Suppose this time, your opponent, playing air, opens by playing storm core, followed by archmage? You have a lot less to go on this time; you do not yet know the secondary faction. And an archmage on the initial play is a very natural – almost ideal – opening play. There are numerous directions a deck can take using archmage, but almost all decks with archmage are at least somewhat focused around that card. You could be facing a magestorm deck, maybe a clearance spell (e.g. magic missile) deck, maybe even a de-buff (e.g. sink) deck. But seeing the archmage, I definitely assume my opponent has a good number of spells in the deck – otherwise, why not choose an aerovore or a time eater instead? But let’s also not overlook the storm core. While it is not necessarily unusual, your opponent has supplied power enhancements for his deck – and with archmage, power surge would seem a more natural source. True, storm core provides an extra turn of power, but wouldn’t you rather have a card that triggers the archmage special? I would not be surprised if your opponent also had 4 power surge cards. Your opponent seems to have devoted a lot of cards into power enhancement – especially given he has probably also devoted a lot to spells. Why? I would guess your opponent wants the power to play two other cards in a turn. (It is conceivable he simply uses power to draw replacement cards, with power surge to fuel archmages, but this doesn’t really explain storm core.) As playing two cards plus a power generator in one turn quickly burns up one’s hand, I would not be surprised if the opponent also has cards like sunken treasure or brainstorm that re-fill hands. I also would not be surprised if a fire prism pops up. And I definitely expect to see some aeromancers.in the opponent’s deck. But before I leave this scenario, I also want to consider what I know of your opponent’s hand. True, a good play usually says a lot less than a weak – or an odd – play, but even good plays reveal information. If your opponent had an aeromancer in hand, might he have preferred to play that instead? Doing so would inflict 2 life damage and bring a spell to his hand to use with the archmage when it is played. And storm core can be played any time it seems useful. While I don’t encourage being timid about playing good cards, bringing the archmage into play this early does expose it to flame spike, darkling assassin, and a plethora of other hazards. My point is that I think I would have chosen an aeromancer play over what your opponent chose. And this means one of the following: your opponent evaluates the possibilities differently than I, has no aeromancers in his hand, or has some overriding reason to prefer the archmage. Your opponent having no aeromancer seems most likely. This is definitely information that affects your play. Suppose you are debating playing taken under on the arch mage, or opposing it with an underdark worm. The worm is definitely the stronger play – unless your opponent can destroy it. Without an aeromancer to draw spells, I don’t think the opponent can play enough spells to destroy the worm – I recommend that choice.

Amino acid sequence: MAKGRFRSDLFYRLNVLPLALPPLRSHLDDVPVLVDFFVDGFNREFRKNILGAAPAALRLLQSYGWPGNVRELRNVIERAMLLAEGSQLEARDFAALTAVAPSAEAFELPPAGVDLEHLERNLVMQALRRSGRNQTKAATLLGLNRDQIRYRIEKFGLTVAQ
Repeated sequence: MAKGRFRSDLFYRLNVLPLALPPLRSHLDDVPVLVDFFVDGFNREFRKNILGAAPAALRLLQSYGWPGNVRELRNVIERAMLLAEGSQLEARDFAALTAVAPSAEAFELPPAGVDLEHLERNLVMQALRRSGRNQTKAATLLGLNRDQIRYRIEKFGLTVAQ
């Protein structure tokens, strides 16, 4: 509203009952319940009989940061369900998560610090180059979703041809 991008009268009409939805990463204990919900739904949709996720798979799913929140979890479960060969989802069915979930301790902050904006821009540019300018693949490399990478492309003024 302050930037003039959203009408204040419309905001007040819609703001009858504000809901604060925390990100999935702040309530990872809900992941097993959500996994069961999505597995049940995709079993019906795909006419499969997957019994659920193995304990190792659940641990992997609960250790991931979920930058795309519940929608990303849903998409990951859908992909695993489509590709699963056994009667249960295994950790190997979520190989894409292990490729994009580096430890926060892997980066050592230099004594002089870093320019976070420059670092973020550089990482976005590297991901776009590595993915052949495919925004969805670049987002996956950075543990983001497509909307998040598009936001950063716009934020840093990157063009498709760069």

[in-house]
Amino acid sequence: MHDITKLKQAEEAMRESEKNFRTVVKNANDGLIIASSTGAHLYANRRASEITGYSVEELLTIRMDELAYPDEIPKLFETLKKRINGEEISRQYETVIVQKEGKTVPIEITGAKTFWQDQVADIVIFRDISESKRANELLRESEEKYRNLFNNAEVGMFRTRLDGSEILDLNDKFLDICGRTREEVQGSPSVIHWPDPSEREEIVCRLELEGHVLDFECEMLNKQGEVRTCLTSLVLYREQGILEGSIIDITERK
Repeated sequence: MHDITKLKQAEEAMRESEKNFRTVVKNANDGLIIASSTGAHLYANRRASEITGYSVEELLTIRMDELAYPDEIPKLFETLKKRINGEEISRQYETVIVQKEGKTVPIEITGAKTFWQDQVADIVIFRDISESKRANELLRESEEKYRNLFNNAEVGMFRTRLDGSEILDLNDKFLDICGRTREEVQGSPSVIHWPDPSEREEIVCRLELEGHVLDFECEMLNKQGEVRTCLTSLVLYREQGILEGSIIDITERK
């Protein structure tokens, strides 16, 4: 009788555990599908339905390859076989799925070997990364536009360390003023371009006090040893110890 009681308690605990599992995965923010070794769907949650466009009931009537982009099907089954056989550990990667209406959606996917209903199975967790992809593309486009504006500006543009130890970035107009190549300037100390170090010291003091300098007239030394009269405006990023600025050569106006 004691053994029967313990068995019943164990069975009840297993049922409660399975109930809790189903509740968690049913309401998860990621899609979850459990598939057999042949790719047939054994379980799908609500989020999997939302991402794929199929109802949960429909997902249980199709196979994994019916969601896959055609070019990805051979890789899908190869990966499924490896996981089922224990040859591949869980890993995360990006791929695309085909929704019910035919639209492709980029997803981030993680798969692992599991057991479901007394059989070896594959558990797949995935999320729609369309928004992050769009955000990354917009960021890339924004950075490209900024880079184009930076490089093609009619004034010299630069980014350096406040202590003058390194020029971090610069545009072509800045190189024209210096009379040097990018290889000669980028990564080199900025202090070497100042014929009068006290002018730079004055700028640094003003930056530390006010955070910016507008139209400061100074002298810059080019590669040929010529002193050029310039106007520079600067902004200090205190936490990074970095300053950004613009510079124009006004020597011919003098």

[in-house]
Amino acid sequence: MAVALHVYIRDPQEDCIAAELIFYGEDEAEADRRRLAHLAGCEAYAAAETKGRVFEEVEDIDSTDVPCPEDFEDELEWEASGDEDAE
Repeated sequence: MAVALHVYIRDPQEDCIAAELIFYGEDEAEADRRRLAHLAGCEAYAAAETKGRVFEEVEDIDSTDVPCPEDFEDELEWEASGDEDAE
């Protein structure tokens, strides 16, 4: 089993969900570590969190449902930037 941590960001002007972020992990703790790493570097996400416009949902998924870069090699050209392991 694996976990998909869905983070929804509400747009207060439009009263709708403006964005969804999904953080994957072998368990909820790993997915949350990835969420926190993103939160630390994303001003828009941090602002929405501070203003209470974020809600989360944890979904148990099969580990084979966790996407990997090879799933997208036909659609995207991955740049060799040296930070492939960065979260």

Not all inferences have to come from an initial turn. Suppose three lanes are deadlocked with equal strength, opposing minions. You play a bone dragon in an open lane. Your opponent (playing an air/fire deck) chooses to play a tornado opposite the bone dragon, and an aeromancer in the last open lane. To me, the move smacks of desperation. Your opponent allows a 4 life hit from the bone dragon – balanced by a two strength hit from the aeromancer True, your dragon is removed, but you’ll just play it opposite the aeromancer next round. Perhaps your opponent intended the tornado to keep open a lane for quick minions to use for life hits, but wouldn’t it make sense to save the aeromancer to make those hits? My guess is that your opponent really cannot handle a bone dragon, and is hoping to draw a spell that will assist – although he might also have two aeromancers in hand, and felt one could be spent. Or maybe he is hoping to hold your dragon back long enough for quick minions to win for him. A tornado and an aeromancer could reasonably suggest a quick minion type strategy behind his deck. Certainly his play on the next turn will be telling.